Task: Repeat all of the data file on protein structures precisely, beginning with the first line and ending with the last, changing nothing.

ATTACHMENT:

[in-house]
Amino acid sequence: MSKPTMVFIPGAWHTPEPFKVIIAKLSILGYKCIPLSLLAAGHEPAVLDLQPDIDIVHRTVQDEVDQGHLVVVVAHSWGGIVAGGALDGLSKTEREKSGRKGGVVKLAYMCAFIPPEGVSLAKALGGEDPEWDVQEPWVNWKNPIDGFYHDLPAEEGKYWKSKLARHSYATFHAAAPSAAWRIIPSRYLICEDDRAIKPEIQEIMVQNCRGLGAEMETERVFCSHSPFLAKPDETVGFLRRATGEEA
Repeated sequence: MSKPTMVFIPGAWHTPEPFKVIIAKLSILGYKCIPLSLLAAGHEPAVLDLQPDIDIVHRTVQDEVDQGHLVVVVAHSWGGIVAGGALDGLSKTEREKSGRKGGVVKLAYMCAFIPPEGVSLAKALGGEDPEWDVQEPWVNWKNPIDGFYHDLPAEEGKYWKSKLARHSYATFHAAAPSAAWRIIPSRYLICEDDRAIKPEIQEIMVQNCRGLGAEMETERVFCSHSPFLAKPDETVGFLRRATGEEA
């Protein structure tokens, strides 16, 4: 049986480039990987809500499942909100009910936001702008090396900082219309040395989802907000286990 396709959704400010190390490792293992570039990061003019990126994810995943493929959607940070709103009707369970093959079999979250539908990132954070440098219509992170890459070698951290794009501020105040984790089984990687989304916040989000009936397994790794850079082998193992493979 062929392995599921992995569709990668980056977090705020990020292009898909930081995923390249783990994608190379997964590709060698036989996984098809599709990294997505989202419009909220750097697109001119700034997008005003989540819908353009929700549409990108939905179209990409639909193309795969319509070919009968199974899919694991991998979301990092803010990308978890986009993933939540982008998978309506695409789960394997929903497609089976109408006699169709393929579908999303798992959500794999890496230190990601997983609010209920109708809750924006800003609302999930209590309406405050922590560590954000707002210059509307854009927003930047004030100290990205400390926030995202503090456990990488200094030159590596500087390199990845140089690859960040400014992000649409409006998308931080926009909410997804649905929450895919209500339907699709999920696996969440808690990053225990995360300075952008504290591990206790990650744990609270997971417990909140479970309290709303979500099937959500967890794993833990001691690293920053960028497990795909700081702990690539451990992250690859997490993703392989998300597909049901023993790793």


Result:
[in-house]
Amino acid sequence: MSKPTMVFIPGAWHTPEPFKVIIAKLSILGYKCIPLSLLAAGHEPAVLDLQPDIDIVHRTVQDEVDQGHLVVVVAHSWGGIVAGGALDGLSKTEREKSGRKGGVVKLAYMCAFIPPEGVSLAKALGGEDPEWDVQEPWVNWKNPIDGFYHDLPAEEGKYWKSKLARHSYATFHAAAPSAAWRIIPSRYLICEDDRAIKPEIQEIMVQNCRGLGAEMETERVFCSHSPFLAKPDETVGFLRRATGEEA
Repeated sequence: MSKPTMVFIPGAWHTPEPFKVIIAKLSILGYKCIPLSLLAAGHEPAVLDLQPDIDIVHRTVQDEVDQGHLVVVVAHSWGGIVAGGALDGLSKTEREKSGRKGGVVKLAYMCAFIPPEGVSLAKALGGEDPEWDVQEPWVNWKNPIDGFYHDLPAEEGKYWKSKLARHSYATFHAAAPSAAWRIIPSRYLICEDDRAIKPEIQEIMVQNCRGLGAEMETERVFCSHSPFLAKPDETVGFLRRATGEEA
């Protein structure tokens, strides 16, 4: 049986480039990987809500499942909100009910936001702008090396900082219309040395989802907000286990 396709959704400010190390490792293992570039990061003019990126994810995943493929959607940070709103009707369970093959079999979250539908990132954070440098219509992170890459070698951290794009501020105040984790089984990687989304916040989000009936397994790794850079082998193992493979 062929392995599921992995569709990668980056977090705020990020292009898909930081995923390249783990994608190379997964590709060698036989996984098809599709990294997505989202419009909220750097697109001119700034997008005003989540819908353009929700549409990108939905179209990409639909193309795969319509070919009968199974899919694991991998979301990092803010990308978890986009993933939540982008998978309506695409789960394997929903497609089976109408006699169709393929579908999303798992959500794999890496230190990601997983609010209920109708809750924006800003609302999930209590309406405050922590560590954000707002210059509307854009927003930047004030100290990205400390926030995202503090456990990488200094030159590596500087390199990845140089690859960040400014992000649409409006998308931080926009909410997804649905929450895919209500339907699709999920696996969440808690990053225990995360300075952008504290591990206790990650744990609270997971417990909140479970309290709303979500099937959500967890794993833990001691690293920053960028497990795909700081702990690539451990992250690859997490993703392989998300597909049901023993790793």